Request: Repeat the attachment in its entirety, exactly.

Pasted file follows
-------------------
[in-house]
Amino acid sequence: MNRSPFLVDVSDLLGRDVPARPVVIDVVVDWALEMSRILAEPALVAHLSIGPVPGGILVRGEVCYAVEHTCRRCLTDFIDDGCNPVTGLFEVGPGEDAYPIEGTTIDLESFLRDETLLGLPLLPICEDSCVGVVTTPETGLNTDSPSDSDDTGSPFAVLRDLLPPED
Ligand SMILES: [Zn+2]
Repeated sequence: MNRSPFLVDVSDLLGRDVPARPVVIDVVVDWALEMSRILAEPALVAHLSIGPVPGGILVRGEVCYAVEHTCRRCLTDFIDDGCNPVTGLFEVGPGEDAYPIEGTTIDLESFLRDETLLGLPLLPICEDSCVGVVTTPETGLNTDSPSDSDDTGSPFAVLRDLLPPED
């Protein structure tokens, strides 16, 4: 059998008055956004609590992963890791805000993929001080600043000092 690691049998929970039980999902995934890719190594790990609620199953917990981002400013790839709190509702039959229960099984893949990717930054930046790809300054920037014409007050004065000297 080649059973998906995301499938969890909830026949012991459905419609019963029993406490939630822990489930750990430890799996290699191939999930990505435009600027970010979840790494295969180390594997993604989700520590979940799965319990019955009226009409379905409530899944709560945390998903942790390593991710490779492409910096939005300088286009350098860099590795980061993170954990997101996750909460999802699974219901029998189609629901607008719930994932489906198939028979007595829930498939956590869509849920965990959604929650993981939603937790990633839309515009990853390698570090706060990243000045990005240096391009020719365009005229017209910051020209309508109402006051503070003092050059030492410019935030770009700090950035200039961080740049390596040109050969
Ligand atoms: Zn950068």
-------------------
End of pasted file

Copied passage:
[in-house]
Amino acid sequence: MNRSPFLVDVSDLLGRDVPARPVVIDVVVDWALEMSRILAEPALVAHLSIGPVPGGILVRGEVCYAVEHTCRRCLTDFIDDGCNPVTGLFEVGPGEDAYPIEGTTIDLESFLRDETLLGLPLLPICEDSCVGVVTTPETGLNTDSPSDSDDTGSPFAVLRDLLPPED
Ligand SMILES: [Zn+2]
Repeated sequence: MNRSPFLVDVSDLLGRDVPARPVVIDVVVDWALEMSRILAEPALVAHLSIGPVPGGILVRGEVCYAVEHTCRRCLTDFIDDGCNPVTGLFEVGPGEDAYPIEGTTIDLESFLRDETLLGLPLLPICEDSCVGVVTTPETGLNTDSPSDSDDTGSPFAVLRDLLPPED
């Protein structure tokens, strides 16, 4: 059998008055956004609590992963890791805000993929001080600043000092 690691049998929970039980999902995934890719190594790990609620199953917990981002400013790839709190509702039959229960099984893949990717930054930046790809300054920037014409007050004065000297 080649059973998906995301499938969890909830026949012991459905419609019963029993406490939630822990489930750990430890799996290699191939999930990505435009600027970010979840790494295969180390594997993604989700520590979940799965319990019955009226009409379905409530899944709560945390998903942790390593991710490779492409910096939005300088286009350098860099590795980061993170954990997101996750909460999802699974219901029998189609629901607008719930994932489906198939028979007595829930498939956590869509849920965990959604929650993981939603937790990633839309515009990853390698570090706060990243000045990005240096391009020719365009005229017209910051020209309508109402006051503070003092050059030492410019935030770009700090950035200039961080740049390596040109050969
Ligand atoms: Zn950068």